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A Weed Monopoly: The Federal Government Has Been Growing Cannabis For Over Half A CenturyFebruary 6, 2019
It doesn’t look like cannabis. It doesn’t even smell like cannabis. And when you smoke it, it barely provides you with any discernible level of stoniness.
This week we’re talking about federally-grown weed. It’s real, and, by most accounts, it’s terrible.
Wait, The Government Grows Cannabis?!
The federal government has been growing cannabis since 1968. Researchers are required to use federally-grown cannabis for any clinical trial or research project that involves cannabis and its effects. Even if researchers live and work in a state that allows medical or adult-use recreational cannabis, they can’t use dispensary cannabis, and they’re required by law to apply for samples through the National Institutes on Drug Abuse (NIDA).
The federal government and NIDA have been working with the University of Mississippi to grow cannabis for research and clinical trials on a twelve-acre farm, even while cannabis remains illegal at the federal level.
Researchers aren’t the only ones forced to rely on the feds for cannabis. The government also gives federally-grown cannabis to a handful of medical patients.
You read that right.
Since 1976, the federal government has been quietly running a program that distributes free cannabis to a handful of people with qualifying debilitating medical conditions. The program stopped accepting new applicants in 1992, but they continue to deliver cannabis to the people who are still alive and enrolled—currently down to just three patients. Those patients are given a half pound of cannabis at a time, presented in a metal tin that contains approximately 300 pre-rolled joints. That cannabis is also grown through the University of Mississippi’s cannabis program, but recipients aren’t thrilled about their free government cannabis .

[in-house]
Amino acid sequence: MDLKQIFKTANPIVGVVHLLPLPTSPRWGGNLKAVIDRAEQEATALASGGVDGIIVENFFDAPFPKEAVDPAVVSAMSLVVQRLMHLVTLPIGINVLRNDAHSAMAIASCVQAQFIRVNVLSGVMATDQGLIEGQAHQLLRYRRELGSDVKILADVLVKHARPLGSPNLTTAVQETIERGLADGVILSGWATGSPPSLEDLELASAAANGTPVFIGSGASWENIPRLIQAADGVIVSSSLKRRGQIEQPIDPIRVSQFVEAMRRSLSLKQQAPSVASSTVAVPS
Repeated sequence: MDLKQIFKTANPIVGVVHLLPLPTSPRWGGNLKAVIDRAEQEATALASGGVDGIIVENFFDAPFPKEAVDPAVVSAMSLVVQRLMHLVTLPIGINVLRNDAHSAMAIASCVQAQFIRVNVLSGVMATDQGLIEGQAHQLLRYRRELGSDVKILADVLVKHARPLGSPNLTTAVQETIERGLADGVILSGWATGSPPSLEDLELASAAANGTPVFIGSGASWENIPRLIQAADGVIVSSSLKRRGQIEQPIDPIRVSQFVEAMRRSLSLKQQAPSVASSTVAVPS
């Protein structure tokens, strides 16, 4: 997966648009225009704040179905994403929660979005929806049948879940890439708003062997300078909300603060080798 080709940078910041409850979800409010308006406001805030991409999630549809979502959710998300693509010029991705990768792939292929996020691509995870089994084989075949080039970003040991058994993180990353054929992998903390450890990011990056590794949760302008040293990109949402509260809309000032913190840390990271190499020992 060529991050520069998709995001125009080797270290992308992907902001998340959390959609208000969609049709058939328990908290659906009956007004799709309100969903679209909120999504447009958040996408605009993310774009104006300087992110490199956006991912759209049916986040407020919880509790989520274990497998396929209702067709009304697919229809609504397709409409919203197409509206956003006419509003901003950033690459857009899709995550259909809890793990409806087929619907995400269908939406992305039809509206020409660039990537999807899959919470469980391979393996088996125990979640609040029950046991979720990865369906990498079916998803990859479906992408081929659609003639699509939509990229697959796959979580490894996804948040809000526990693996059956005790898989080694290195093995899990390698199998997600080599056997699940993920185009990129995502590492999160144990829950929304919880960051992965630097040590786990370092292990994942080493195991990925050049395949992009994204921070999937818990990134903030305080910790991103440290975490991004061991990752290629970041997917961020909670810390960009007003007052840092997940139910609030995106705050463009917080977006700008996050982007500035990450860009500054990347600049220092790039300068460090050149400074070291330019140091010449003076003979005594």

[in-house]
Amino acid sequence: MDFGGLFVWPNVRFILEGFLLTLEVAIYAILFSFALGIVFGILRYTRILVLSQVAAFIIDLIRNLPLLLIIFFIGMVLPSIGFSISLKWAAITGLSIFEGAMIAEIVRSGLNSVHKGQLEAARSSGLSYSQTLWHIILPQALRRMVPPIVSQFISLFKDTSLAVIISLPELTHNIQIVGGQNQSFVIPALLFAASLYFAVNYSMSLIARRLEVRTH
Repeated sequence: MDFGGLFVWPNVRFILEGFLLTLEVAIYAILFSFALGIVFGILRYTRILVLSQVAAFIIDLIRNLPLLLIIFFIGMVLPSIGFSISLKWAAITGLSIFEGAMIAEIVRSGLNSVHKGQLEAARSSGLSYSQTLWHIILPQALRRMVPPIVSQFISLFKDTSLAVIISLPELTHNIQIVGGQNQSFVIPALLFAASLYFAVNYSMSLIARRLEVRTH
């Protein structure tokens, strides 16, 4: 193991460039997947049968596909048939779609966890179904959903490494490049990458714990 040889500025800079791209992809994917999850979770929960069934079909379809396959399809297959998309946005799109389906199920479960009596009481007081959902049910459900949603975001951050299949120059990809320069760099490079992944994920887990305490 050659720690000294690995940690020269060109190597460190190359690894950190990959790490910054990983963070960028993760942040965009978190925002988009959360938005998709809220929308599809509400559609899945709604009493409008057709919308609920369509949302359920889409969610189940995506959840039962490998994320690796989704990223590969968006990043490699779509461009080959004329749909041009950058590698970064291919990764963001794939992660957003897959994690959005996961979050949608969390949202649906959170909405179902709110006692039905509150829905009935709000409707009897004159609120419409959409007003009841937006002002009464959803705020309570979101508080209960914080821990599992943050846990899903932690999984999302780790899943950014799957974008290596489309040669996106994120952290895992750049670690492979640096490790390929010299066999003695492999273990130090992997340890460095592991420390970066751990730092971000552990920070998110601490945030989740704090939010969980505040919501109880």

What's so bad about federally-grown weed?
Contrary to the “herban legends” you may have heard about government cannabis with superior genetics, like the mythical origins of the G-13 strain, federally-grown weed is barely recognizable as cannabis to most experienced consumers. Depending on the sample, it may look like dried-out hay, a mess of stems and leaves, or even a greenish-tinted sample of dry matcha powder. The only thing worse than the appearance of this cannabis may be its effects.
Cannabis grown by the government maxes out at approximately 13% THC—about half as potent as the clean, high-THC cannabis that you’d find at your local medical or adult-use dispensary. And not all of the government’s stash is that potent; on average, weed from the government’s University of Mississippi farm averages around 5% THC and 6% CBD.
Potency isn’t the only issue with federally-grown weed. The federal government currently has no guidelines or testing standards for cannabis quality.
Researchers say that the samples they received from the federal government were frequently contaminated with mold and yeast spores at levels that would not even pass many state-level cannabis requirements. For example, in Colorado, cannabis samples must contain less than 10,000 colony-forming units, or CFUs, of mold or yeast spores per gram. Some samples from the federal government that were independently tested by researchers came back with mold and yeast levels as high as 64,000 CFU/g—more than six times higher than what’s permitted in dispensaries across Colorado. Samples sent by the federal government are also kept frozen, both during and after shipment. In samples that were inadvertently thawed, researchers found yeast and mold levels in excess of ten times the statewide threshold in Colorado, with some samples coming in at a shocking 110,000 CFU/g.